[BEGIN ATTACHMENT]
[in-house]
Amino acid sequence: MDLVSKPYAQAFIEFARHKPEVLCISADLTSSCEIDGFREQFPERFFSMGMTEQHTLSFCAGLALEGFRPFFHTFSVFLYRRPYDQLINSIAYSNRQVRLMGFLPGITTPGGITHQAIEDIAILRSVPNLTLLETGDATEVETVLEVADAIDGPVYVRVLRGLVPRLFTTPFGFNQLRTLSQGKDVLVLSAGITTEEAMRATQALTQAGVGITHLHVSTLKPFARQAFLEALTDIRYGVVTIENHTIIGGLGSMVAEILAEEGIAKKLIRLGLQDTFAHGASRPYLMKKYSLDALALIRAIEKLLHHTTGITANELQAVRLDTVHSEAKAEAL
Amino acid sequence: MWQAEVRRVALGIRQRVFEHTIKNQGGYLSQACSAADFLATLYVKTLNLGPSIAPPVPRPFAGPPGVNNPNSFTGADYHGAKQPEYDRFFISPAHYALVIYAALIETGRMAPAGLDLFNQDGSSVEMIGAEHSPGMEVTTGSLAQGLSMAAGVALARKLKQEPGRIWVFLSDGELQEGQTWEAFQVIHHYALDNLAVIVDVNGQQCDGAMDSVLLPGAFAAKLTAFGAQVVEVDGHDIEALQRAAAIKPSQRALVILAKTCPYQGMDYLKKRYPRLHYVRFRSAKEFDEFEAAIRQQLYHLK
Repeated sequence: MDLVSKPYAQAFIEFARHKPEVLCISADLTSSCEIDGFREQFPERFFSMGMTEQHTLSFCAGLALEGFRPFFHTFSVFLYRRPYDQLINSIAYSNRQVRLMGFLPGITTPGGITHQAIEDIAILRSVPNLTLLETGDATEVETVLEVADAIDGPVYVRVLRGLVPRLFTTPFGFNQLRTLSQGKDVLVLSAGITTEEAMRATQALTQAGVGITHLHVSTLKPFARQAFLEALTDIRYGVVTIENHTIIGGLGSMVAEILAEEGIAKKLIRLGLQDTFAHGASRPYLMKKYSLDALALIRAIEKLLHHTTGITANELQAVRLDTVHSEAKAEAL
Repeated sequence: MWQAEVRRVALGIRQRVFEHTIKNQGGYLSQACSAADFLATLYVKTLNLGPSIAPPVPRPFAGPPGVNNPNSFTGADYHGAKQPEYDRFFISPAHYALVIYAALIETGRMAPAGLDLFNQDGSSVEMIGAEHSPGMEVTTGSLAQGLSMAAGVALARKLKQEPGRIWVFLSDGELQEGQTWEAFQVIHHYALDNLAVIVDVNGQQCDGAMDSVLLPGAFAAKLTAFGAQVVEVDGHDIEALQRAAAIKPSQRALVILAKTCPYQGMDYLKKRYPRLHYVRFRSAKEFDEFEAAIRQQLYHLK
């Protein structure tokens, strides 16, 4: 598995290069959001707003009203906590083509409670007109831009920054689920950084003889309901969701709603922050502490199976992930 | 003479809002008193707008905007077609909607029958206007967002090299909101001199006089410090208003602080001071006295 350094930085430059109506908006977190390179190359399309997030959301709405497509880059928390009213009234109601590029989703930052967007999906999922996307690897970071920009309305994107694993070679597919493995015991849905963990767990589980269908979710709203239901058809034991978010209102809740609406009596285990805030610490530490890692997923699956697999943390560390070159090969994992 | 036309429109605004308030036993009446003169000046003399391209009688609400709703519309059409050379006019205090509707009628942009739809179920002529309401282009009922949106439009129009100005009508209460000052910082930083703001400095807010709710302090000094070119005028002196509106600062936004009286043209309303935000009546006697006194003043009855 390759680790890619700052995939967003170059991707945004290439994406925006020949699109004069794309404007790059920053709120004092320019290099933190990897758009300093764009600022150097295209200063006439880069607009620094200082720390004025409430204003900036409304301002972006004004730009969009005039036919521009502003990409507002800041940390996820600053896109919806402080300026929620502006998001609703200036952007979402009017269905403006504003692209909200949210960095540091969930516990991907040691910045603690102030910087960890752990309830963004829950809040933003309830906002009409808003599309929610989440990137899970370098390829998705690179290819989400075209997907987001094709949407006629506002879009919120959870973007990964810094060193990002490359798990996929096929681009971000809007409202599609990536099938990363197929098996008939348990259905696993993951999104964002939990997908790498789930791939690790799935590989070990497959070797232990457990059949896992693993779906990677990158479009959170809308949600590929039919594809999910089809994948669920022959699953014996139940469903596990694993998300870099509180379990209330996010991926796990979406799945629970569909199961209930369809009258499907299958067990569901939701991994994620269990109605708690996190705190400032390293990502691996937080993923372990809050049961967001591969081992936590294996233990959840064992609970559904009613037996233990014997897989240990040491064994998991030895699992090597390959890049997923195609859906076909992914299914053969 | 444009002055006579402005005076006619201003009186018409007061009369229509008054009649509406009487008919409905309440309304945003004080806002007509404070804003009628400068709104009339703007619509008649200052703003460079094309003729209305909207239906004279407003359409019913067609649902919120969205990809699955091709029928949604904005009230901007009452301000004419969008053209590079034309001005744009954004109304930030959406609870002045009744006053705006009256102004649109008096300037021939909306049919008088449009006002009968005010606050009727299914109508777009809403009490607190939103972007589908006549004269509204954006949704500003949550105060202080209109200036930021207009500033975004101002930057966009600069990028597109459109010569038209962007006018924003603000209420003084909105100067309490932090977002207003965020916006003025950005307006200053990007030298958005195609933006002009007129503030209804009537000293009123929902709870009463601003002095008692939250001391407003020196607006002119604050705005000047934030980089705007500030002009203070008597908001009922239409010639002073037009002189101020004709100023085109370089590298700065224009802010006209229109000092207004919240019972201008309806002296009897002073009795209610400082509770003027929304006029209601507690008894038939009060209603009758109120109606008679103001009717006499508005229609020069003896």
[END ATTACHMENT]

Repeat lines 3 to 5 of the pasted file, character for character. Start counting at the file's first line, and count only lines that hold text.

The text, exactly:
Amino acid sequence: MWQAEVRRVALGIRQRVFEHTIKNQGGYLSQACSAADFLATLYVKTLNLGPSIAPPVPRPFAGPPGVNNPNSFTGADYHGAKQPEYDRFFISPAHYALVIYAALIETGRMAPAGLDLFNQDGSSVEMIGAEHSPGMEVTTGSLAQGLSMAAGVALARKLKQEPGRIWVFLSDGELQEGQTWEAFQVIHHYALDNLAVIVDVNGQQCDGAMDSVLLPGAFAAKLTAFGAQVVEVDGHDIEALQRAAAIKPSQRALVILAKTCPYQGMDYLKKRYPRLHYVRFRSAKEFDEFEAAIRQQLYHLK
Repeated sequence: MDLVSKPYAQAFIEFARHKPEVLCISADLTSSCEIDGFREQFPERFFSMGMTEQHTLSFCAGLALEGFRPFFHTFSVFLYRRPYDQLINSIAYSNRQVRLMGFLPGITTPGGITHQAIEDIAILRSVPNLTLLETGDATEVETVLEVADAIDGPVYVRVLRGLVPRLFTTPFGFNQLRTLSQGKDVLVLSAGITTEEAMRATQALTQAGVGITHLHVSTLKPFARQAFLEALTDIRYGVVTIENHTIIGGLGSMVAEILAEEGIAKKLIRLGLQDTFAHGASRPYLMKKYSLDALALIRAIEKLLHHTTGITANELQAVRLDTVHSEAKAEAL
Repeated sequence: MWQAEVRRVALGIRQRVFEHTIKNQGGYLSQACSAADFLATLYVKTLNLGPSIAPPVPRPFAGPPGVNNPNSFTGADYHGAKQPEYDRFFISPAHYALVIYAALIETGRMAPAGLDLFNQDGSSVEMIGAEHSPGMEVTTGSLAQGLSMAAGVALARKLKQEPGRIWVFLSDGELQEGQTWEAFQVIHHYALDNLAVIVDVNGQQCDGAMDSVLLPGAFAAKLTAFGAQVVEVDGHDIEALQRAAAIKPSQRALVILAKTCPYQGMDYLKKRYPRLHYVRFRSAKEFDEFEAAIRQQLYHLK